2. PVM as I understand it only facilitates trades for others, so who was that rogue order from? Call me paranoid and a Goldman Sachs hater, but, could it have been for them? Rumor has it they have been gaming oil futures. There simply are no fundamentals that would price oil this high in a global recession of this magnitude. The GS creeps with our TARP money mind you have been gaming the market keeping SPY afloat since March by placing large program trades before most market closes and after. It’s on the tapes. They will do everything I suspect in collusion with Team Obama to keep Joe Sixpack from taking another 401k hit.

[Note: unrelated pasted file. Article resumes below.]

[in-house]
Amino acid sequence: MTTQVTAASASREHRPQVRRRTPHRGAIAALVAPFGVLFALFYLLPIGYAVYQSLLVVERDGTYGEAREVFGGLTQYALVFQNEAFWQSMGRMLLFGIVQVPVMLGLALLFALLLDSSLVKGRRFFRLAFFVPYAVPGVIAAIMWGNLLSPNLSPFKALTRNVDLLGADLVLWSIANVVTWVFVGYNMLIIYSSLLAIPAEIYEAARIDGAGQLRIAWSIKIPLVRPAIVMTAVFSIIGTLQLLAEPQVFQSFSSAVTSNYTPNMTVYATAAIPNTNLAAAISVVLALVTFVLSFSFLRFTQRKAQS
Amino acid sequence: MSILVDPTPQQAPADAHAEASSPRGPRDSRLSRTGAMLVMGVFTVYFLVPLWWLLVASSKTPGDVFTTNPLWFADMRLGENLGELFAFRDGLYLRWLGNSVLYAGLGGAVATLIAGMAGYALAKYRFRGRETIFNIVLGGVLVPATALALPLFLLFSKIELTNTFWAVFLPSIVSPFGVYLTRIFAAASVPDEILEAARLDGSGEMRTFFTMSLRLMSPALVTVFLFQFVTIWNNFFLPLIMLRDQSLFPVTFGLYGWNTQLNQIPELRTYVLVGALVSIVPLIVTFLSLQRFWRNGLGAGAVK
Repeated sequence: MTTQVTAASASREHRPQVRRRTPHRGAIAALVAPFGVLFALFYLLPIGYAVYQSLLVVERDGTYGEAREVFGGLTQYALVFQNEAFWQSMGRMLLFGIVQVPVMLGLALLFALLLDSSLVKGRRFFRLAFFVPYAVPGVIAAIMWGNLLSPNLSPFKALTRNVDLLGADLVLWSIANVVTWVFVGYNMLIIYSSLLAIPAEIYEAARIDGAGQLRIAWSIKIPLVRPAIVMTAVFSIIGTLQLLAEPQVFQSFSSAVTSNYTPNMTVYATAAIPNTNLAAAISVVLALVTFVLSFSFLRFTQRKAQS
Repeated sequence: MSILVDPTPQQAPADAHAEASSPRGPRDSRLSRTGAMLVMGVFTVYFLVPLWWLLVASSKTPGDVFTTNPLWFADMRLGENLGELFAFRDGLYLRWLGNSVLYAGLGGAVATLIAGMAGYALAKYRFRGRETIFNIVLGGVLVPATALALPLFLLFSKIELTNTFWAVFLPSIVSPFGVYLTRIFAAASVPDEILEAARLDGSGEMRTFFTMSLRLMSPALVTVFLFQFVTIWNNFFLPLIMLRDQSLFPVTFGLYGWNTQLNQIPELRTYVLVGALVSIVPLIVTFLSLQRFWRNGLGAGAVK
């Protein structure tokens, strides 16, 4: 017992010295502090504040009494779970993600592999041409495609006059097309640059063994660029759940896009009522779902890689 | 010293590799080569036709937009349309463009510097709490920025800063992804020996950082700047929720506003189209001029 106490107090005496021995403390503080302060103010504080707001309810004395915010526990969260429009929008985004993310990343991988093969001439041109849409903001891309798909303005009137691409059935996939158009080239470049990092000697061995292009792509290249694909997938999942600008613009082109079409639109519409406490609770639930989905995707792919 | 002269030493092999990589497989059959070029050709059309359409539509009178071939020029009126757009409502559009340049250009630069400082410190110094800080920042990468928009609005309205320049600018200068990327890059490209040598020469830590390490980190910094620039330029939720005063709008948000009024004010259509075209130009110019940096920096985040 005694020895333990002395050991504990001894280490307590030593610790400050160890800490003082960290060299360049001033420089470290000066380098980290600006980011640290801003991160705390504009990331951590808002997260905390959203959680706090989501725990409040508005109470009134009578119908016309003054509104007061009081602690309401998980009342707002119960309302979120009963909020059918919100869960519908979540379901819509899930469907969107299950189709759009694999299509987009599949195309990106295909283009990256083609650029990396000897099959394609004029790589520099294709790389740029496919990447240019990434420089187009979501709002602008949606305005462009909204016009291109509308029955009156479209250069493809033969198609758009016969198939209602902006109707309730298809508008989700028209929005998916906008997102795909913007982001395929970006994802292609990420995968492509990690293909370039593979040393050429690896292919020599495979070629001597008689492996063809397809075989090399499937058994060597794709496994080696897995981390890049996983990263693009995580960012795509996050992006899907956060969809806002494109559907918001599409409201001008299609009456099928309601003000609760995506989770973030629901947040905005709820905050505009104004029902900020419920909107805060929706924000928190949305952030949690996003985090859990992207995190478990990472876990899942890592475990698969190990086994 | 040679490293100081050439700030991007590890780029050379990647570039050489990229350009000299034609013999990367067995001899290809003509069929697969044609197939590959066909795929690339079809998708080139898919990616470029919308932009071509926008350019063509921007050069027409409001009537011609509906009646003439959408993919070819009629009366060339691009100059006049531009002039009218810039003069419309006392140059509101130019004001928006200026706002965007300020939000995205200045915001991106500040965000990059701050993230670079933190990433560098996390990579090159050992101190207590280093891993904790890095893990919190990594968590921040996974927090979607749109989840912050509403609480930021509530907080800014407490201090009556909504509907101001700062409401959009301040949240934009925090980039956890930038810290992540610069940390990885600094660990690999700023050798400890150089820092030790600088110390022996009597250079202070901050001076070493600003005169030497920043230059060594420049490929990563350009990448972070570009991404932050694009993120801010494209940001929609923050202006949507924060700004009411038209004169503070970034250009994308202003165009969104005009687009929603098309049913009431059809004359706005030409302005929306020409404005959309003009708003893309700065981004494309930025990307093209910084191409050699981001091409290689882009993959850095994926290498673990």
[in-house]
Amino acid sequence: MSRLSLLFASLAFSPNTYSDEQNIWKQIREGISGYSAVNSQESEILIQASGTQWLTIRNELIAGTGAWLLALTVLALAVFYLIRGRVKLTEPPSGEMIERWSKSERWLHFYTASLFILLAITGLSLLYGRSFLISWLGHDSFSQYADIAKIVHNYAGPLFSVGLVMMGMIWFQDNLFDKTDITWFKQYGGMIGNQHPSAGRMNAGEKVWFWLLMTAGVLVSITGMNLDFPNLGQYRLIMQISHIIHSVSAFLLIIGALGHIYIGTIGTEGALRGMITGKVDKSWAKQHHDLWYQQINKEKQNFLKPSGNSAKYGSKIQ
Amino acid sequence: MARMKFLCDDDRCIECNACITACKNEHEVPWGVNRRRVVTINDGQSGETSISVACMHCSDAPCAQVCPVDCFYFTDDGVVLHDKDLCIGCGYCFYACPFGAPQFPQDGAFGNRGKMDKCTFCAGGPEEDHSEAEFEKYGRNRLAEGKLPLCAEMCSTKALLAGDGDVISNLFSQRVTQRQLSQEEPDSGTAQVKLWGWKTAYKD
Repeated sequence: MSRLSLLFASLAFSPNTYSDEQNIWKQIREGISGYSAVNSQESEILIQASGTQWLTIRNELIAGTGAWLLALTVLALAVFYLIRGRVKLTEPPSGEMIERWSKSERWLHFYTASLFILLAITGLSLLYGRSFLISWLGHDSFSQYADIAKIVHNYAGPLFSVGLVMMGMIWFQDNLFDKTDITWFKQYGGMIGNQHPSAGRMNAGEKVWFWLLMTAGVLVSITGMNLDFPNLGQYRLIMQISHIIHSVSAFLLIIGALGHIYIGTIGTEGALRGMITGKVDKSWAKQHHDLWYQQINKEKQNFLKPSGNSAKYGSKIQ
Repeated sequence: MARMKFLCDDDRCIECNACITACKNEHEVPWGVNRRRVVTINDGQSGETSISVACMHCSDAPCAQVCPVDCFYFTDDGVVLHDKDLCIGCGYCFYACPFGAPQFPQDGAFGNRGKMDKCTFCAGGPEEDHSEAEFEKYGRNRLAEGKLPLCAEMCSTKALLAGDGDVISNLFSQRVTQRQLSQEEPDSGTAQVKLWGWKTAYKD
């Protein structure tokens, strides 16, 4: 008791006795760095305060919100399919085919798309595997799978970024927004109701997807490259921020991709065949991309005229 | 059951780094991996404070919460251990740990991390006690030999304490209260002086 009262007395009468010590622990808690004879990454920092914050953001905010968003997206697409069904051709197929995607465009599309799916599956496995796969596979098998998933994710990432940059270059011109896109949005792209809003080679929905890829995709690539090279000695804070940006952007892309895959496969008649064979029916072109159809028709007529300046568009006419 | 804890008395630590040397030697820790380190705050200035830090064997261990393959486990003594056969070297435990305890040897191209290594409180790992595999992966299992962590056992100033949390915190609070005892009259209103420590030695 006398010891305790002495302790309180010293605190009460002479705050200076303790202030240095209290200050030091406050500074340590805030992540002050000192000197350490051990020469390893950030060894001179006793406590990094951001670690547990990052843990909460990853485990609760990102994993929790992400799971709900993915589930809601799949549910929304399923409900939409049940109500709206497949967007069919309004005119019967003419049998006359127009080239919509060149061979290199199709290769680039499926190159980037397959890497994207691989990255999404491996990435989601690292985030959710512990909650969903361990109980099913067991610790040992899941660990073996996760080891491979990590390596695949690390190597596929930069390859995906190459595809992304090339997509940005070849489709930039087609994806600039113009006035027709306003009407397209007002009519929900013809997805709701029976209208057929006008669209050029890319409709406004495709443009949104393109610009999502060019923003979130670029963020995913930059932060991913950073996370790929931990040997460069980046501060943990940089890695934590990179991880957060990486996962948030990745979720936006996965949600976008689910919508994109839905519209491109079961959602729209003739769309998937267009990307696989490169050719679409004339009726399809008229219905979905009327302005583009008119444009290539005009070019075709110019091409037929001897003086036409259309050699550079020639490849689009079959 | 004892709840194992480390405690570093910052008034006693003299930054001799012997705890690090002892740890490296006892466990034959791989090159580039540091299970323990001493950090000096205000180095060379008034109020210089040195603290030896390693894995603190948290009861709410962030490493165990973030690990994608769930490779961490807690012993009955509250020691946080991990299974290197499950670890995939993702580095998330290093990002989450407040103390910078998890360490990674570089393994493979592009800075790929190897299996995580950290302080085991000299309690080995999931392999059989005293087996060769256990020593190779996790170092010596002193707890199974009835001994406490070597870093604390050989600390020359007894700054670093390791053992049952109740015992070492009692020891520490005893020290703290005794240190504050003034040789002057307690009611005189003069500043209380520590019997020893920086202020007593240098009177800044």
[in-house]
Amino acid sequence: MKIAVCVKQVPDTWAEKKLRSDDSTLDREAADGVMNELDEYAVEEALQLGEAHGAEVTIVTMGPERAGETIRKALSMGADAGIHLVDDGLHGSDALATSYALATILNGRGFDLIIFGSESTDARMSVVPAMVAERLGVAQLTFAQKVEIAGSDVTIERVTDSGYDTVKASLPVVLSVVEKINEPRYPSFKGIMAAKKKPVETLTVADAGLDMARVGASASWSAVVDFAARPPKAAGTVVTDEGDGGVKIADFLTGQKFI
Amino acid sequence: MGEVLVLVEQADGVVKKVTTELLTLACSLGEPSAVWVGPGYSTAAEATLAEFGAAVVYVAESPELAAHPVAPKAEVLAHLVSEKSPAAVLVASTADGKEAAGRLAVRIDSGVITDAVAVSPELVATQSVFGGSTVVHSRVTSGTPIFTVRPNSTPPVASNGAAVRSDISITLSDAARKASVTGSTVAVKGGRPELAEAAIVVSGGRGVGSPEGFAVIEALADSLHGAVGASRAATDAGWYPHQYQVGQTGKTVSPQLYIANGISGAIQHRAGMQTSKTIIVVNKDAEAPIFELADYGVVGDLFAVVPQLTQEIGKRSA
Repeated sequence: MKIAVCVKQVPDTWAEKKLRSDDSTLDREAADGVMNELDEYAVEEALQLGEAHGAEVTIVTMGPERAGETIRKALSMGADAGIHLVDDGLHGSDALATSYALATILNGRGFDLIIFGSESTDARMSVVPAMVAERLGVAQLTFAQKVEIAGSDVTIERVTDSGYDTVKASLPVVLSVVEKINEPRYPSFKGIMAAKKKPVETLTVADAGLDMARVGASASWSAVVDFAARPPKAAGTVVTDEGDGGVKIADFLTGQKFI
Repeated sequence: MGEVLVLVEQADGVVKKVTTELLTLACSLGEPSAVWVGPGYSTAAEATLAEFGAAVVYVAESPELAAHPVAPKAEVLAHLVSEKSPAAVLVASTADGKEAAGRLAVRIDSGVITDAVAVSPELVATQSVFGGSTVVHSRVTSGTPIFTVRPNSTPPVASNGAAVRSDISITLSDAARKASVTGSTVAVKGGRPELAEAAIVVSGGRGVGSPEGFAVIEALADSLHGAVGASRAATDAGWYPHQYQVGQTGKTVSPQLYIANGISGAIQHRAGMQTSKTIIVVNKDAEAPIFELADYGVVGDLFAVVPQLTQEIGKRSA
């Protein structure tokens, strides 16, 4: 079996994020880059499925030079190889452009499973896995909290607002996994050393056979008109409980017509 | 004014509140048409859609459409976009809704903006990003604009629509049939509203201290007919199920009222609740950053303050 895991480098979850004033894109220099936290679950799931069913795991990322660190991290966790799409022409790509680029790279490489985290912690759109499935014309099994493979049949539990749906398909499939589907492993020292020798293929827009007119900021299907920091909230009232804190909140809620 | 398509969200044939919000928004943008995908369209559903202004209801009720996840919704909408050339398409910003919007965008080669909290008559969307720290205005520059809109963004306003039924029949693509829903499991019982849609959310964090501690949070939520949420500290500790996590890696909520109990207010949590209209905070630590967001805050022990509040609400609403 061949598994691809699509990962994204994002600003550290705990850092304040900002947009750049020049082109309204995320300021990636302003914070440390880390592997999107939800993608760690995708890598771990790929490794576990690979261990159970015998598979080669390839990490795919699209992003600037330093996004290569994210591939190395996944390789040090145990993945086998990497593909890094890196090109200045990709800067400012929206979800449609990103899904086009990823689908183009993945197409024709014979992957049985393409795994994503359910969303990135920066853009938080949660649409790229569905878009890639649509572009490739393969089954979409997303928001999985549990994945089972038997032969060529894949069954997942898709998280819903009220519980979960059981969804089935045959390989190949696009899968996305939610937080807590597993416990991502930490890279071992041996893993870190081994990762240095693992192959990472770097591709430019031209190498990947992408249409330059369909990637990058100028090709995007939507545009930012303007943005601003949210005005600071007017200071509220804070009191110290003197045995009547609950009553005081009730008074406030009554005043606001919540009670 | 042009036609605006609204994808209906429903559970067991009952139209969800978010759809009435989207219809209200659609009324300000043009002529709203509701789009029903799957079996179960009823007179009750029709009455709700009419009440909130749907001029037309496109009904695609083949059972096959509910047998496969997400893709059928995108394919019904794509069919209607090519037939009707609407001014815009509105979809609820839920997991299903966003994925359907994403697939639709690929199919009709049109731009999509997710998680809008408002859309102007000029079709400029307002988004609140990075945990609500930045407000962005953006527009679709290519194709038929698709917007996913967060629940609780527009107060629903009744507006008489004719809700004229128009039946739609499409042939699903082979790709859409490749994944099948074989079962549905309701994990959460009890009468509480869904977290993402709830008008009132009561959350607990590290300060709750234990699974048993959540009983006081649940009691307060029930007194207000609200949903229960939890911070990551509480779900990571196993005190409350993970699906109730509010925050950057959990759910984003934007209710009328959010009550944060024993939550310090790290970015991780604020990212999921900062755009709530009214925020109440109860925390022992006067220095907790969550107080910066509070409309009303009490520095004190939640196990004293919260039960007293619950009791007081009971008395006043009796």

If Shakespeare were a contemporary he would recommend killing the financiers first.

    Comment by penny — July 5, 2009 @ 9:50 pm

  3. S.O., do me a favor, find a nice girl, get married, have two kids, get a mortgage and all that follows. I’m saying this in the most motherly terms as I had a kid a little like yourself, Miss Wiseguy, for awhile. Every family gets one if you have enough kids. Fortunately time and reality took its toll and now with a family and a mortgage there are no more silly utopian and throwaway utterances from her. As Margaret Thatcher observed “the facts of life are conservative”.

    Hey, I thought I was a socialist when I was young, why not, I had no responsibilites or as they say “no skin in the game”. It was fun, it was good, mindless of course, but, then, time and adult responsibilites intervened. Most of us leave that stage at some point. Peter Pan was a work of fiction and not a role model.

    Comment by penny — July 5, 2009 @ 10:18 pm

  4. Penny–